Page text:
Interview: Sheikha Hoor Al Qasimi
How has SAF evolved over the years, and in what ways can it help Sharjah’s burgeoning art scene serve as a catalyst for tourism?
SHEIKHA HOOR AL QASIMI: We have always focused on providing programming and events that cater to local and regional audiences. Our goal was to create a platform that enables South-South exchange. In the past many organisations have relied on Western institutions to determine their future, so it was important to create spaces that encourage conversations and permit us to write our own histories. This guiding principle led to the establishment of SAF, where we hosted major events. Gradually, our efforts transitioned into growing cooperation with other international institutions. This growth trajectory – and the current international recognition of Sharjah as a cultural centre – was the result of direct and consistent government support. Indeed, the authorities have invested heavily in the protection and promotion of the emirate’s culture and heritage.
Although it was not originally designed as a catalyst for tourism, the Sharjah Biennial, which was established 1993, attracted a surge of visitors from all over the world. This automatically influenced tourism, even if we did not initially anticipate this outcome. The emirate already provides a robust network of museums and cultural offerings, which positions Sharjah as an attractive destination for tourists.
To what extent is Sharjah positioned to become a creative and cultural centre for artists from the region and around the world?
AL QASIMI: There is demand from local and regional populations for arts and culture, which explains why there are so many cultural activities taking place across the emirate. When we started hosting the Biennial, there were a number of available spaces and institutions for people to gather and engage in cultural exchange. Spaces for education, conversation and debate have multiplied and continue to expand as awareness and demand from the population grows. This desire is also shared by people from the Middle East who come to Sharjah to take part in cultural events.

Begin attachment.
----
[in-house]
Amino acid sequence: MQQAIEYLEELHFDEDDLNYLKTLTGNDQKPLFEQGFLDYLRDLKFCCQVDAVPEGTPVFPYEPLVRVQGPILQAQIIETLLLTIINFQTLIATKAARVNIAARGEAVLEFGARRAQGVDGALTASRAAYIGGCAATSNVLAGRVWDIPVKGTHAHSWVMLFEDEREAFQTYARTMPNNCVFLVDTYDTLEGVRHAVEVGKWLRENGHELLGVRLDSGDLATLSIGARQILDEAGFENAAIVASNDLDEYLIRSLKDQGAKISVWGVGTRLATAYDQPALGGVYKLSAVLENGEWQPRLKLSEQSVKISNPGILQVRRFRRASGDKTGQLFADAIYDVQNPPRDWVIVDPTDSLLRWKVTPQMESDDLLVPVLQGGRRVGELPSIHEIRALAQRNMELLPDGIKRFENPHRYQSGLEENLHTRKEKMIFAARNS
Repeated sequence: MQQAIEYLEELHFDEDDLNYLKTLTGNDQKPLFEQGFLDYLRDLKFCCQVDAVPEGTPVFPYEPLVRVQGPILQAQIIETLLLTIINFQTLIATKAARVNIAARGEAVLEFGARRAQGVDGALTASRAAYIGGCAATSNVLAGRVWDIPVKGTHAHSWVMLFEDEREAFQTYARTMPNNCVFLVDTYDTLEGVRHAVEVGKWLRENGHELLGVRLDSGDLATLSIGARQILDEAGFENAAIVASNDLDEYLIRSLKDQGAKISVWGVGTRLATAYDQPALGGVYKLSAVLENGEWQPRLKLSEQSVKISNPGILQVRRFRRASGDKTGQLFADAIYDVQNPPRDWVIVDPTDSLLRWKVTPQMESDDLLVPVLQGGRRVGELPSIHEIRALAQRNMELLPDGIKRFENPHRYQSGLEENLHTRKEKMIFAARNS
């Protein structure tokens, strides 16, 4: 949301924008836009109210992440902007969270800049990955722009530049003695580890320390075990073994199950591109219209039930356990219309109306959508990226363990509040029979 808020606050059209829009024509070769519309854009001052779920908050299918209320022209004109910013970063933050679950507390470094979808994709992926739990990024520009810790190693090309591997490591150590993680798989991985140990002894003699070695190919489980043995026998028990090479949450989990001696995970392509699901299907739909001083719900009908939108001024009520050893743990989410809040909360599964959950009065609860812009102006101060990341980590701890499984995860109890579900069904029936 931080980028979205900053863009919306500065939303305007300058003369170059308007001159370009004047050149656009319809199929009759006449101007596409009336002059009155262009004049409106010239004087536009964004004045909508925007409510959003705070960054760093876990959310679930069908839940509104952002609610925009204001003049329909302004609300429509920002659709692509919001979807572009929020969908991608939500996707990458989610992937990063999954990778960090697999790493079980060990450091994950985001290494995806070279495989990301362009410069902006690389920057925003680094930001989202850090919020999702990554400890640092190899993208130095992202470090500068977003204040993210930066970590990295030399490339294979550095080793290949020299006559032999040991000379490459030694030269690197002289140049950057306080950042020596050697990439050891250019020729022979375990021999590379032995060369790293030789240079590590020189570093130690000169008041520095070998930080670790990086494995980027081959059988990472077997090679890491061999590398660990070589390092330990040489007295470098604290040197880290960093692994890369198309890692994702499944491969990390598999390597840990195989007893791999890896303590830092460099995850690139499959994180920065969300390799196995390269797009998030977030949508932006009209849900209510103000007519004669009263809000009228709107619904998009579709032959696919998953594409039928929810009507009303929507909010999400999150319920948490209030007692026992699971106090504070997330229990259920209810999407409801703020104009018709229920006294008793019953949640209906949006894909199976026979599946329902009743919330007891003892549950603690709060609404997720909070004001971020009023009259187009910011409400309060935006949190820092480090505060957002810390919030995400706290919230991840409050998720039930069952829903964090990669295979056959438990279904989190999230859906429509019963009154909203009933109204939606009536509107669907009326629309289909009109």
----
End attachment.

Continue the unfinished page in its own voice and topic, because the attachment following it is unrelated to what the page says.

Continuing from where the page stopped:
In order to encourage this interest, we work to develop programmes across the cultural spectrum, including visual arts, performance, music and film. For instance, we offer residencies for artists, host yearround exhibitions and organise events to increase the visibility of creative disciplines such as architecture. Together, these projects serve the public, especially young graduates. We also support and promote local and international artists who may not have a platform in their home country. The wide-ranging activities and programmes are not only educational, but also create opportunities for cooperation with other international institutions as visiting artists can come to Sharjah to mentor, exchange ideas and develop connections. Sharjah can be a natural location for this mode of exchange given its accessibility, geographical position and international recognition as a cultural centre.
Which types of infrastructure need to be developed to enable growth in the cultural sector?
AL QASIMI: We have many ongoing infrastructure projects, including the renovation of existing spaces and the construction of new buildings. We have traditionally pursued our physical expansion at a cautious pace, as we prefer to tweak our plans and discover new ways to develop our assets as we grow.
New facilities are centred around enhancing accessibility for all. We plan to renovate community and art centres across the emirate as we expand access to arts education and creative activities. Another priority is to cultivate a presence in universities by collaborating on programmes like lectures. Additionally, SAF is revamping existing spaces, such as an unused cinema in Khorfakkan and a factory in Kalba. Our most recent renovation project, the iconic Flying Saucer building in the city of Sharjah, opened to the public in November 2020.
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